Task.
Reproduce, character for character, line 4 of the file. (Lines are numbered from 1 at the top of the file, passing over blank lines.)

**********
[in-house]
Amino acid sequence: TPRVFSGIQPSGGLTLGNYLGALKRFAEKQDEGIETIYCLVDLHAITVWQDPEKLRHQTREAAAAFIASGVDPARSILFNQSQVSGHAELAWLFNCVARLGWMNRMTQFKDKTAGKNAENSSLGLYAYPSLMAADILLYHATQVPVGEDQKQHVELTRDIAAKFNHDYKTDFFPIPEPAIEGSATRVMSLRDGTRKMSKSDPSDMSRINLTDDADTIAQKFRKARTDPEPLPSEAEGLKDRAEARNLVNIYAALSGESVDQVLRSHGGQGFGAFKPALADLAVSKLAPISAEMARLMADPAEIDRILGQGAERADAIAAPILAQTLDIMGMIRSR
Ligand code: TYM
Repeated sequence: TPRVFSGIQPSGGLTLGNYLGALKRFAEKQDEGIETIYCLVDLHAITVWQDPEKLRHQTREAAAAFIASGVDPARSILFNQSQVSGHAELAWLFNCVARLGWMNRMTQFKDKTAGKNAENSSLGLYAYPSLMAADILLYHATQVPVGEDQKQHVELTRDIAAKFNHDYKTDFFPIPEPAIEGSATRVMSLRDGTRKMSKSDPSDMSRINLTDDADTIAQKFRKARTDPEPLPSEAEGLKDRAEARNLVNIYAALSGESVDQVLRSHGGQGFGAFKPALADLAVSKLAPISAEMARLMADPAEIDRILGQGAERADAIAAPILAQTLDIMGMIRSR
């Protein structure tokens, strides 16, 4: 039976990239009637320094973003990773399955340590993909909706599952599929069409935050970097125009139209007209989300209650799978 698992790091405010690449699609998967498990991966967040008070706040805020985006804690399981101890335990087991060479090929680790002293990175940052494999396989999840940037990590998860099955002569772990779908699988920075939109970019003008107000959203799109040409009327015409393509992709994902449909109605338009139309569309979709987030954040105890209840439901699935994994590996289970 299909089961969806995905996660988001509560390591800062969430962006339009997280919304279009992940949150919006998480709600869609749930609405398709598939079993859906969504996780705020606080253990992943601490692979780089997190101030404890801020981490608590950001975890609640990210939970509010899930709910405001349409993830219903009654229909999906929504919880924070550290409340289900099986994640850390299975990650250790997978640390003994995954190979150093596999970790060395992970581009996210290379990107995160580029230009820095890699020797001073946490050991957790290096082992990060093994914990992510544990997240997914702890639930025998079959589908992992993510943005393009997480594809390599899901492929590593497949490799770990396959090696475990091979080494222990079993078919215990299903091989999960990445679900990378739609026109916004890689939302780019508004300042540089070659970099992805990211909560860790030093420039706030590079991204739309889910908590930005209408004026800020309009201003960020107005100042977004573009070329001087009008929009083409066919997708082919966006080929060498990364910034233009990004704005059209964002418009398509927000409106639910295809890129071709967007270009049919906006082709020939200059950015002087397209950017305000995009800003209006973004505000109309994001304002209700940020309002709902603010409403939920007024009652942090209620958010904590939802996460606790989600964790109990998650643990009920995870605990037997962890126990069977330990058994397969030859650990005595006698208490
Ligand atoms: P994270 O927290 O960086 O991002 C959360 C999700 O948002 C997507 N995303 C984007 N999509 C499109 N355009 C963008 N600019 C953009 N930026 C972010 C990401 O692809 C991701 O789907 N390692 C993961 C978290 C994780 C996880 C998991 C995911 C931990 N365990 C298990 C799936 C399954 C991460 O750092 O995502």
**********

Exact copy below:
Repeated sequence: TPRVFSGIQPSGGLTLGNYLGALKRFAEKQDEGIETIYCLVDLHAITVWQDPEKLRHQTREAAAAFIASGVDPARSILFNQSQVSGHAELAWLFNCVARLGWMNRMTQFKDKTAGKNAENSSLGLYAYPSLMAADILLYHATQVPVGEDQKQHVELTRDIAAKFNHDYKTDFFPIPEPAIEGSATRVMSLRDGTRKMSKSDPSDMSRINLTDDADTIAQKFRKARTDPEPLPSEAEGLKDRAEARNLVNIYAALSGESVDQVLRSHGGQGFGAFKPALADLAVSKLAPISAEMARLMADPAEIDRILGQGAERADAIAAPILAQTLDIMGMIRSR